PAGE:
F.Y.I. - Always brush or comb against the lay of the coat, brushing or combing up and out, rather than down. You'll be surprised at how fluffy the coat will look.


Some groomers like to "rough-in" the pattern before the bath, eliminating as much hair as possible, therefore having less to wash and dry. I only start clipping after the bath, a dirty coat can dull your blades.

Put a rubber mat in the tub and secure your dog so it does not jump out and injure itself. Use a good quality shampoo. I do not use a conditioner on a Bichon coat because it makes the coat too soft and it will not stand up for scissoring.

Avoid getting water in your dog's ears. You can try using cotton in the ears, I find that it falls out. Using a gentle spray, wet dog thoroughly using warm water. Make sure your dog's head is facing down so you don't get water up it's nose. You can hold the ears tightly against the head, or cover the ear hole with your thumb and rinse one side of head at a time, at the same time push the head down. Cover the dog's eyes with your hand while pushing the head down when rinsing over the muzzle. Some people save the head for last, do it whatever way works best for you. When shampooing do not scrub as this may create tangles that can become hard to get out. Squish the shampoo into the fur in a massaging motion. After shampooing be sure and rinse, rinse, rinse. Using a very gentle spray rinse all soap out of head.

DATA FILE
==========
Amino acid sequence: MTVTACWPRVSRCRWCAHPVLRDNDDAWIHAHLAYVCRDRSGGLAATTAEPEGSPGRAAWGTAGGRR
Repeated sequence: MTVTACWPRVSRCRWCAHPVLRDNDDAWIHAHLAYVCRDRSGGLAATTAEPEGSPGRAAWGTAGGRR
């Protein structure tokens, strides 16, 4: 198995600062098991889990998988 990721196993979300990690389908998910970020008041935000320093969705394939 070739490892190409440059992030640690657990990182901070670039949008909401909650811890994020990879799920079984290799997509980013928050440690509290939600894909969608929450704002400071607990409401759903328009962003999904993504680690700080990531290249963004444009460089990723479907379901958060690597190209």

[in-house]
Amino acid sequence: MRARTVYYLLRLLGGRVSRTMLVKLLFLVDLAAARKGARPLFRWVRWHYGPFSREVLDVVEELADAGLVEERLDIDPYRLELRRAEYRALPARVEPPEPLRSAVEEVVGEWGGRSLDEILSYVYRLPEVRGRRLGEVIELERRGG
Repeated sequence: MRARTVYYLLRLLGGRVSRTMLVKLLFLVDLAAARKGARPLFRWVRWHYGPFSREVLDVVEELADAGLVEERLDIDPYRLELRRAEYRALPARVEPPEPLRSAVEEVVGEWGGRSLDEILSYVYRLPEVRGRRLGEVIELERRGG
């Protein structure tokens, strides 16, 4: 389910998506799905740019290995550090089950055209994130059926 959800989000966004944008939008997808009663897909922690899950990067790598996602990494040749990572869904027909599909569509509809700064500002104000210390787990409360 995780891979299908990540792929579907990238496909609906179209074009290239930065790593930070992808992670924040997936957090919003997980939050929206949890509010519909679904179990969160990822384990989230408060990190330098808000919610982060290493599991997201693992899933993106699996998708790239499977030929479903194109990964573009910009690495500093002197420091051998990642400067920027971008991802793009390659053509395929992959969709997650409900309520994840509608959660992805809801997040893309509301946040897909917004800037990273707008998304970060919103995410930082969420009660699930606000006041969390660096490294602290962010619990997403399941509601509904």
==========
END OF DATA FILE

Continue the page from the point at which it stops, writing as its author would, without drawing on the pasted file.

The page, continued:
I also clean the anal glands. This does not need to be done every time the dog gets a bath. Unless you know how to do this, it is best to leave this to your vet to lessen the chance of injuring this delicate area.

When you are done bathing, towel dry the dog by blotting and pressing the towel against the coat. Don't rub the coat with the towel to avoid creating tangles. Once again, use your comb, comb the coat through before drying to make sure there are no tangles or mats.


Using your Ever Gentle slicker brush or pin brush, brush the coat at the air flow with quick, light strokes, but brush the coat UP AND OUT AGAINST THE LAY OF THE COAT. This is called "fluff drying". You must straighten the coat if you want to get the "powder puff" look. Dry one area at a time, don't jump around. Make sure all the coat is separated and dry to the skin. Don't forget to dry the bottom of the paws. When drying the head try not to direct the air flow directly into the ear hole or at the eyes. If the coat is starting to dry before you can straighten it, spritz it with a little water from a spray bottle. A final comb out and you're ready to begin clipping.